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    Mark, your are right on in that "an area in which air traffic control is exercised" means anywhere, including Class E. There have been violations for not following instructions. The only time the NTSB gets involved is after there has been an appeal of a violation before an administrative law judge. With the wording of the FAR, I would think that a compotent lawyer would not advise his/her client to appeal to the NTSB, if they had failed to convince an administrative law judge. For that reason, I would doubt that you will find any NTSB rulings on that matter.
     
  6. RotaryWingBob

    RotaryWingBob En-Route Gone West

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    I agree that you should follow the instruction.

    I will add, however, that Allentown Approach can be a major pain in the butt at times -- there are a couple of controllers there who seem to like to bust your chops any opportunity.
     
  7. TMetzinger

    TMetzinger Final Approach

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    Been there, done that. As a student, I argued with Atlantic City over getting vectors while outside the class C. The controller was very nice, and said that if I couldn't comply with instructions outside the class C I wasn't going to get cleared inside the class C. I complied, and when I landed at ACY (my destination on this XC), there was an Aviation Safety Counselor there who counselled me on the meaning of 91.123. Nobody got angry, my instructor wasn't called, but they made it clear that if I'm talking to ATC, unless I'm in class G, I gotta do what they say if they tell me to do so.
     
  8. Gary

    Gary En-Route

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    Interesting... I've always found ABE Approach to be helpful and accomodating. Perhaps someone there had a bad helo experience? :D

    Gary
     
  9. HPNPilot1200

    HPNPilot1200 En-Route

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    Legally you are required to comply with the controller's instruction (14 CFR §91.123), though JO 7110.65S specifically establishes that radar vectors outside Class B and C airspace may only be issued upon request of the pilot or as a recommended or advisory instruction (ie: "suggest heading 050 for traffic" or "recommend immediate climb for traffic").

    Remember, you're PIC (§91.3) so don't let them talk you into anything. If they're giving you a heading under flight following, it's usually for a good reason. Traffic. If unable to maintain VFR on the assigned heading/altitude then a brief "unable" will do. If the controller is still vectoring you (in violation of 7110.65S), ask for on course or negotiate a course and/or altitude that will eliminate further vectors.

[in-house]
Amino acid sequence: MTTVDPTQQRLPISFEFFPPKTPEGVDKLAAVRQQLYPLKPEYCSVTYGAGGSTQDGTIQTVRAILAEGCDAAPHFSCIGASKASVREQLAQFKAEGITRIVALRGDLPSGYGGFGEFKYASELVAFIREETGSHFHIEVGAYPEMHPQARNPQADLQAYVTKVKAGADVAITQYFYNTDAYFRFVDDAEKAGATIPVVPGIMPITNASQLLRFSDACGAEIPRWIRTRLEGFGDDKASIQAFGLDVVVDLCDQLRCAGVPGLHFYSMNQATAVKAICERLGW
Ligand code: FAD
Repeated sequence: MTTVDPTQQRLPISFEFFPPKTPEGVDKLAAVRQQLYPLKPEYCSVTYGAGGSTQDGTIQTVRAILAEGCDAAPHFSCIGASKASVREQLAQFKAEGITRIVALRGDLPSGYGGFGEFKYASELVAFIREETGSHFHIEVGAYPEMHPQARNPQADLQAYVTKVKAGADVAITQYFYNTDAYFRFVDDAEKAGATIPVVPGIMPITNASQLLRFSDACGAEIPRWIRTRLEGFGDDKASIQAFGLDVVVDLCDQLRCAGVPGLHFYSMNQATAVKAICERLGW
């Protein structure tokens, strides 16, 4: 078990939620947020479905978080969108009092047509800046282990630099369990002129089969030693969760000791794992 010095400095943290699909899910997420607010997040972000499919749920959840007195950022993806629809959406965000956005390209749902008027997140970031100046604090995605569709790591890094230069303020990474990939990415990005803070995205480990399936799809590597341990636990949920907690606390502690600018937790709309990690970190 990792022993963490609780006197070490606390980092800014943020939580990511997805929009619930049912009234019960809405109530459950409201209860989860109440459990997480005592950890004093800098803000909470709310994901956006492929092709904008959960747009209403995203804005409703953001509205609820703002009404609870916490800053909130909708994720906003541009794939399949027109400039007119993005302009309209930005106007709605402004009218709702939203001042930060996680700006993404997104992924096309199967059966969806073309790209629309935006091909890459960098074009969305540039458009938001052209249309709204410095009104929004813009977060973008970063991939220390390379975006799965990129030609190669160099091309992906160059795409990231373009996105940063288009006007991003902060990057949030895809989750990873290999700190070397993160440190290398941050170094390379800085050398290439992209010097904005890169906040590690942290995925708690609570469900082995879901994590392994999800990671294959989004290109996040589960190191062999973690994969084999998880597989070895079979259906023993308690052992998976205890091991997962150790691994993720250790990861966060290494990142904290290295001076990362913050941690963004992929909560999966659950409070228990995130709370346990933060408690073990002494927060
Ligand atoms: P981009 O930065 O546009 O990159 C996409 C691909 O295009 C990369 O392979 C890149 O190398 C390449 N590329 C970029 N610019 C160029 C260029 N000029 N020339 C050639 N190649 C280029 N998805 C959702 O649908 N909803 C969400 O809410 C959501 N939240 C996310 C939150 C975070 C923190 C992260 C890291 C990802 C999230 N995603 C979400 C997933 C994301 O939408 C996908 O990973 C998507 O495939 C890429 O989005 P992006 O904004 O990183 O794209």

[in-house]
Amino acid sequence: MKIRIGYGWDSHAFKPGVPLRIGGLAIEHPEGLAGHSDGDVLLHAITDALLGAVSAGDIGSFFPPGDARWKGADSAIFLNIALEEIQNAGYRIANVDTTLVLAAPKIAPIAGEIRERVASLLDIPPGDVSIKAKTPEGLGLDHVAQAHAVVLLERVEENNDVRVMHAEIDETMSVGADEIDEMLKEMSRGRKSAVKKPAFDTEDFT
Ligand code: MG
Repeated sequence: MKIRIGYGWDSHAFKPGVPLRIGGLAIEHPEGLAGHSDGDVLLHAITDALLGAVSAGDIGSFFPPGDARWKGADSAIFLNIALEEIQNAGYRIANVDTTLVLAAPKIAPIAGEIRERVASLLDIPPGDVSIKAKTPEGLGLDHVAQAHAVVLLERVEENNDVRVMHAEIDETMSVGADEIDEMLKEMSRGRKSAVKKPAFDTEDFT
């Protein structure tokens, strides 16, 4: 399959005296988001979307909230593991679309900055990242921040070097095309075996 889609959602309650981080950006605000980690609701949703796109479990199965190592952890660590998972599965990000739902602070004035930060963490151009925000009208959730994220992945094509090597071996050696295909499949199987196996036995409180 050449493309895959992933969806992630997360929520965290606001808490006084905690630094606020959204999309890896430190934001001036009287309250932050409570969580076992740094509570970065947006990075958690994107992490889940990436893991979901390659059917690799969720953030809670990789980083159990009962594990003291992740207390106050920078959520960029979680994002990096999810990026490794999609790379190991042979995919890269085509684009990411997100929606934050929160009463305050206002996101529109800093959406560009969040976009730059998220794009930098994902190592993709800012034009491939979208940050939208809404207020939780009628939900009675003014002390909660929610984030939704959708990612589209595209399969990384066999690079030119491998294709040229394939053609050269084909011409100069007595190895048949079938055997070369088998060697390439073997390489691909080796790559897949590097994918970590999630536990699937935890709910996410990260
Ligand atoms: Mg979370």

10. Ted

    Ted The pilot formerly known as Twin Engine Ted

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    Follow the instruction. Are you really in that much of a hurry that getting turned out of your way a bit is a problem? Besides, if you are getting vectored for traffic, it is really in your best interest. If you cooperate with them, they are more likely to cooperate with you.

    I think the criteria for flight following for me is if the trip is an hour or more, unless I'm in a busy space. Otherwise by the time you've called them, gotten established, etc. you're ready to land. I remember one time my instructor and I flew his Navajo from Williamsport to Wilkes-Barre. Flight time was something like 30 minutes. It was an instrument flight, so we were talking to ATC, but it was so quick it seemed not worth the hassle.

    A few weeks ago, I flew up from IPT to Buffalo to visit a friend. Buffalo has Class C airspace. I did flight following up there. When I got up there, I took my friend for a joyride. Although outside of their airspace, I continued talking to ATC, and listening to their instructions. At one point, I got told to take a 180 heading. About 30 seconds later I saw the Airbus that was coming in that I was heading towards the path of. We wouldn't have hit, but I was very glad to have them telling me what to do.

    To me, ATC is my friend! I play nice and they are nice to me. :)
     
  11. flyingcheesehead

    flyingcheesehead Touchdown! Greaser!

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    This one should be fairly straightforward:

    [QUOTE="14 CFR 91.123(b)]91.123(b) Except in an emergency, no person may operate an aircraft contrary to an ATC instruction in an area in which air traffic control is exercised.[/QUOTE]

    Of course, FARs can never be easy so I'm sure plenty of people will argue over the interpretation of "in an area in which air traffic control is exercised." However, I'd suggest that the fact they gave you an instruction means that you are in an area where air traffic control is being exercised. :yes: